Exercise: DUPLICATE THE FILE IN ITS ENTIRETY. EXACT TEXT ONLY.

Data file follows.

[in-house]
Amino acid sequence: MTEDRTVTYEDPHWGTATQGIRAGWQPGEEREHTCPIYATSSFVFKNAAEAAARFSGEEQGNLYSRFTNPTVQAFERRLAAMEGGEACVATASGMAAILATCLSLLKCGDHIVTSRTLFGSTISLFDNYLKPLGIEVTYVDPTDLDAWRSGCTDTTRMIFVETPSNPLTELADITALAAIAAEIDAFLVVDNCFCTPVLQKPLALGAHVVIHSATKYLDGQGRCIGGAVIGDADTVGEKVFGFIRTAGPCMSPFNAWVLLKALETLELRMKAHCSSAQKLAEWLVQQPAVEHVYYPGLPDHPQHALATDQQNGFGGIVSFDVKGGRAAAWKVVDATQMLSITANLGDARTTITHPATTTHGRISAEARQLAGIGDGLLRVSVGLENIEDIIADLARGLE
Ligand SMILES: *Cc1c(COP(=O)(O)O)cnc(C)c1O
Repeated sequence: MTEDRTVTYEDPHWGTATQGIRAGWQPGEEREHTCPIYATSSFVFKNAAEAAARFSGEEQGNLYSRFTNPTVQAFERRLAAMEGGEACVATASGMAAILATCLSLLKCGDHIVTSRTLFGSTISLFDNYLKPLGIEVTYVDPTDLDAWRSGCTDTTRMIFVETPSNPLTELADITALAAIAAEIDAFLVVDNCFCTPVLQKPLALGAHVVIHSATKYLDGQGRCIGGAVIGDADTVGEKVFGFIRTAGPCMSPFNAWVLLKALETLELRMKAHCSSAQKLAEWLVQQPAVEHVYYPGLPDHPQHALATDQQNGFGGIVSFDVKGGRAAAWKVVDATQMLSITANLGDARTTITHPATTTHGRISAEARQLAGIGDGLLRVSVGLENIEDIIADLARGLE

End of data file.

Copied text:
[in-house]
Amino acid sequence: MTEDRTVTYEDPHWGTATQGIRAGWQPGEEREHTCPIYATSSFVFKNAAEAAARFSGEEQGNLYSRFTNPTVQAFERRLAAMEGGEACVATASGMAAILATCLSLLKCGDHIVTSRTLFGSTISLFDNYLKPLGIEVTYVDPTDLDAWRSGCTDTTRMIFVETPSNPLTELADITALAAIAAEIDAFLVVDNCFCTPVLQKPLALGAHVVIHSATKYLDGQGRCIGGAVIGDADTVGEKVFGFIRTAGPCMSPFNAWVLLKALETLELRMKAHCSSAQKLAEWLVQQPAVEHVYYPGLPDHPQHALATDQQNGFGGIVSFDVKGGRAAAWKVVDATQMLSITANLGDARTTITHPATTTHGRISAEARQLAGIGDGLLRVSVGLENIEDIIADLARGLE
Ligand SMILES: *Cc1c(COP(=O)(O)O)cnc(C)c1O
Repeated sequence: MTEDRTVTYEDPHWGTATQGIRAGWQPGEEREHTCPIYATSSFVFKNAAEAAARFSGEEQGNLYSRFTNPTVQAFERRLAAMEGGEACVATASGMAAILATCLSLLKCGDHIVTSRTLFGSTISLFDNYLKPLGIEVTYVDPTDLDAWRSGCTDTTRMIFVETPSNPLTELADITALAAIAAEIDAFLVVDNCFCTPVLQKPLALGAHVVIHSATKYLDGQGRCIGGAVIGDADTVGEKVFGFIRTAGPCMSPFNAWVLLKALETLELRMKAHCSSAQKLAEWLVQQPAVEHVYYPGLPDHPQHALATDQQNGFGGIVSFDVKGGRAAAWKVVDATQMLSITANLGDARTTITHPATTTHGRISAEARQLAGIGDGLLRVSVGLENIEDIIADLARGLE